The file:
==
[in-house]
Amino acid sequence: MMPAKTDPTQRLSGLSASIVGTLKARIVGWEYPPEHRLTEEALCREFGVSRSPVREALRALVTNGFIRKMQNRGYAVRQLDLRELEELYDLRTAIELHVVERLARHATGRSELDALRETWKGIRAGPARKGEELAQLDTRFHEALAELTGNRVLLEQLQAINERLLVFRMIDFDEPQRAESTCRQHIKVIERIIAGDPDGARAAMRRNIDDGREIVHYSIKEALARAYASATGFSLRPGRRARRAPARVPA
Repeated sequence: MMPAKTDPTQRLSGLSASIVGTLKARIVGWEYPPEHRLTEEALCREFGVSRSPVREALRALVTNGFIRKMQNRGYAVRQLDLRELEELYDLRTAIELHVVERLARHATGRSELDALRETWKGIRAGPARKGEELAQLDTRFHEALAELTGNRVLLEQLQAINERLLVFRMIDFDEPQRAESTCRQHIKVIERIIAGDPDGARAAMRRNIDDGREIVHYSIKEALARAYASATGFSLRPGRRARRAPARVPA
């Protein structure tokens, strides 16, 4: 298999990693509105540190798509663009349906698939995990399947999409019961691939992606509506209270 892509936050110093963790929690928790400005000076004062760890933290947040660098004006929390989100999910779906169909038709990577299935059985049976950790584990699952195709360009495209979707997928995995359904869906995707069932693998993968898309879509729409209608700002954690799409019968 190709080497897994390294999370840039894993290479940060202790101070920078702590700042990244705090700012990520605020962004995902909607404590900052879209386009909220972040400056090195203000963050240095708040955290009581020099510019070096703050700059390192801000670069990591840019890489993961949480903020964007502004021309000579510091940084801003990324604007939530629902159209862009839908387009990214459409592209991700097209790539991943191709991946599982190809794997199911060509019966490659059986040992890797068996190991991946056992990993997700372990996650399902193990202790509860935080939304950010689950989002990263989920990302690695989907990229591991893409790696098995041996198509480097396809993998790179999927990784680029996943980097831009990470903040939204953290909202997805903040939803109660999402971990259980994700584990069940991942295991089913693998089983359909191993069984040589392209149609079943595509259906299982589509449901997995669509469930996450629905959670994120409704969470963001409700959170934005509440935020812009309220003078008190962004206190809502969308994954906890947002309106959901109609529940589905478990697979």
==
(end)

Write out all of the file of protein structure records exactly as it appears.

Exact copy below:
[in-house]
Amino acid sequence: MMPAKTDPTQRLSGLSASIVGTLKARIVGWEYPPEHRLTEEALCREFGVSRSPVREALRALVTNGFIRKMQNRGYAVRQLDLRELEELYDLRTAIELHVVERLARHATGRSELDALRETWKGIRAGPARKGEELAQLDTRFHEALAELTGNRVLLEQLQAINERLLVFRMIDFDEPQRAESTCRQHIKVIERIIAGDPDGARAAMRRNIDDGREIVHYSIKEALARAYASATGFSLRPGRRARRAPARVPA
Repeated sequence: MMPAKTDPTQRLSGLSASIVGTLKARIVGWEYPPEHRLTEEALCREFGVSRSPVREALRALVTNGFIRKMQNRGYAVRQLDLRELEELYDLRTAIELHVVERLARHATGRSELDALRETWKGIRAGPARKGEELAQLDTRFHEALAELTGNRVLLEQLQAINERLLVFRMIDFDEPQRAESTCRQHIKVIERIIAGDPDGARAAMRRNIDDGREIVHYSIKEALARAYASATGFSLRPGRRARRAPARVPA
């Protein structure tokens, strides 16, 4: 298999990693509105540190798509663009349906698939995990399947999409019961691939992606509506209270 892509936050110093963790929690928790400005000076004062760890933290947040660098004006929390989100999910779906169909038709990577299935059985049976950790584990699952195709360009495209979707997928995995359904869906995707069932693998993968898309879509729409209608700002954690799409019968 190709080497897994390294999370840039894993290479940060202790101070920078702590700042990244705090700012990520605020962004995902909607404590900052879209386009909220972040400056090195203000963050240095708040955290009581020099510019070096703050700059390192801000670069990591840019890489993961949480903020964007502004021309000579510091940084801003990324604007939530629902159209862009839908387009990214459409592209991700097209790539991943191709991946599982190809794997199911060509019966490659059986040992890797068996190991991946056992990993997700372990996650399902193990202790509860935080939304950010689950989002990263989920990302690695989907990229591991893409790696098995041996198509480097396809993998790179999927990784680029996943980097831009990470903040939204953290909202997805903040939803109660999402971990259980994700584990069940991942295991089913693998089983359909191993069984040589392209149609079943595509259906299982589509449901997995669509469930996450629905959670994120409704969470963001409700959170934005509440935020812009309220003078008190962004206190809502969308994954906890947002309106959901109609529940589905478990697979």